Eating enough protein is essential to preserve muscle mass while cutting calories but do not over-consume protein! The maximum amount of protein you should eat on a given day is 160 grams.

I recommend consuming anywhere between 40-50% of your calories from carbohydrates.

This amount may seem high, but we will need carbs to support our training requirements.

You will be lifting weights and performing high-intensity interval cardio, so carbohydrates will aid in both performance and recovery (if you don't know how, check out my Axle Fit Course).

I recommend consuming between 20-30% of your calories from fats.

Fats will help keep you full and also maintain properly balanced hormone levels.

An excellent macro split for cutting is 30% protein, 45% carbs, and 25% fat. If you are consuming 2000 calories, you need 150 g of protein, 225 g of carbohydrates, and 56 g of fat.

For protein:

2000 calories x 0.3 = 600 calories from protein

4 calories / gram of protein

600 calories / 4 calories from protein = 150 g of protein

For carbohydrates:

2000 calories x 0.45 = 900 calories from carbs

4 calories / gram of carbs

900 calories / 4 calories from carbs = 225 g of carbs

For fats:

2000 calories x 0.25 = 500 calories from fats

9 calories / gram of fat

500 calories / 9 calories from fats ~ 56 g of fat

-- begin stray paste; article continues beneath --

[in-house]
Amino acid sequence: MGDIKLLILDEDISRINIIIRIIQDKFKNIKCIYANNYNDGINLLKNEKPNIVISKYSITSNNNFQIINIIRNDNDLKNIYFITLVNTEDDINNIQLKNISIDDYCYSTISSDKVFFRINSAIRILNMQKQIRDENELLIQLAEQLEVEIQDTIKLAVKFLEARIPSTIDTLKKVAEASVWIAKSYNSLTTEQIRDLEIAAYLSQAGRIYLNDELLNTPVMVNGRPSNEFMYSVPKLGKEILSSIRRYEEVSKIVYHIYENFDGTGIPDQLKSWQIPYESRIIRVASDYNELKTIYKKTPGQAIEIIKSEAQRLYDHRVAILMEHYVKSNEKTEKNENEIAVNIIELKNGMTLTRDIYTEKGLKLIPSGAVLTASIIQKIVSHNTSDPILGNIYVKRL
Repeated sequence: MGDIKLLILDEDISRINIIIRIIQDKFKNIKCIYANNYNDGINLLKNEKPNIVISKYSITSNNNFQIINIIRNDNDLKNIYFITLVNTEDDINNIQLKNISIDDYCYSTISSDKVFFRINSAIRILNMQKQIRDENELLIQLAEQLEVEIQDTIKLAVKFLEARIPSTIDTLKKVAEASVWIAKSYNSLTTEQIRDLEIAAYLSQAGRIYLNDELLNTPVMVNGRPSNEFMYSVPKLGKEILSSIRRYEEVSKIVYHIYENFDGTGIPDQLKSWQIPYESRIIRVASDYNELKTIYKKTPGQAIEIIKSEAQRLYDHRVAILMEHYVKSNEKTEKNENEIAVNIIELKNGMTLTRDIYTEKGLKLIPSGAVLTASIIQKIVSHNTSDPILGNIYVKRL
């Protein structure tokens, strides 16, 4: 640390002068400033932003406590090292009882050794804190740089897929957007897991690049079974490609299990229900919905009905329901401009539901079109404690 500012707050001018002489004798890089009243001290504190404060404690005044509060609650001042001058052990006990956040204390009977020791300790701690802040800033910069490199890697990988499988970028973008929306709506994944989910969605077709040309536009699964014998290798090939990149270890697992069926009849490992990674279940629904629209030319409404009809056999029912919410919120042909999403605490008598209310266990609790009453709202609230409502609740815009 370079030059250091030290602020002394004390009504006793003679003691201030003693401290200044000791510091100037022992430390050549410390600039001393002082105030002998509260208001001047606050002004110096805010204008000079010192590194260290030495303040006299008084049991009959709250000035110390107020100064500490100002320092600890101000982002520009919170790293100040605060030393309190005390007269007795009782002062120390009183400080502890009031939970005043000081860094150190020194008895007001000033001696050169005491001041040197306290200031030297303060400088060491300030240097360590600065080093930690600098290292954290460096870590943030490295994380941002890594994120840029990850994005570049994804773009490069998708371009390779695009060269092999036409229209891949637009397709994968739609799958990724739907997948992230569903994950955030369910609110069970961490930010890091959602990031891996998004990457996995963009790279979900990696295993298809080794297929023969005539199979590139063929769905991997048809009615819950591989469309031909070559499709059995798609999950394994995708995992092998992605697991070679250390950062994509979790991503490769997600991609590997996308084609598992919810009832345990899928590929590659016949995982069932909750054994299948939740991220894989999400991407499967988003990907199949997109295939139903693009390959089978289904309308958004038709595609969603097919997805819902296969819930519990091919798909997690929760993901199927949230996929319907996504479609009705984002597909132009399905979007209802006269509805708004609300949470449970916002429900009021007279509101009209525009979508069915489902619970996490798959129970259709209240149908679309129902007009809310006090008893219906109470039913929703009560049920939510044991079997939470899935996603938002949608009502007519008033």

If you do not feel like calculating calorie percentages, you can download the MyFitnessPal app to set your macro split.

It will estimate how many grams of each macronutrient you need automatically.

For more information on how to lose body fat, check out this video!

If You Want to Build Muscle, You Must Eat More Calories

If your goal is to build muscle, I recommend that you eat at your maintenance calories for three weeks and then start eating at a 200-300 calories per day surplus.

If you want to build muscle, you must eat more carbohydrates. Eating a little more fat will make hitting a calorie surplus easier if you struggle with eating enough food.

Still, you do not need to grossly increase your protein intake to build muscle. An excellent macro split for building muscle is 25% protein, 25% fat, and 50% carbs.

Focus on Nutrient-Dense Foods to Correct Micronutrient Deficiencies

It baffles me that not as many people talk about micronutrients when it comes to nutrition.

Tracking fats, carbs, protein, and calories is a lot of work already, but every micronutrient plays a vital role in the biological systems that constitute our bodies.

Zinc, magnesium, selenium, boron, B vitamins, vitamin A, vitamin C, vitamin D, vitamin E, choline, iron, calcium, potassium, and sodium are all essential in maintaining proper hormone balances throughout the body and making energy available for all of the biological systems throughout the body.

All of the systems in your body depend on micronutrients and hormone balancing to function optimally.

These systems include but are not limited to the respiratory system, the digestive system, the central nervous system, the endocrine system, the skeletal system, the circulatory system, and the reproductive system.

If you are deficient in a given micronutrient or have a hormone imbalance, your body is not functioning optimally.

This aspect is critical.

When you use nutrition to correct micronutrient deficiencies and balance all of the hormones, you will experience a state of health that could be compared to the years of your youth.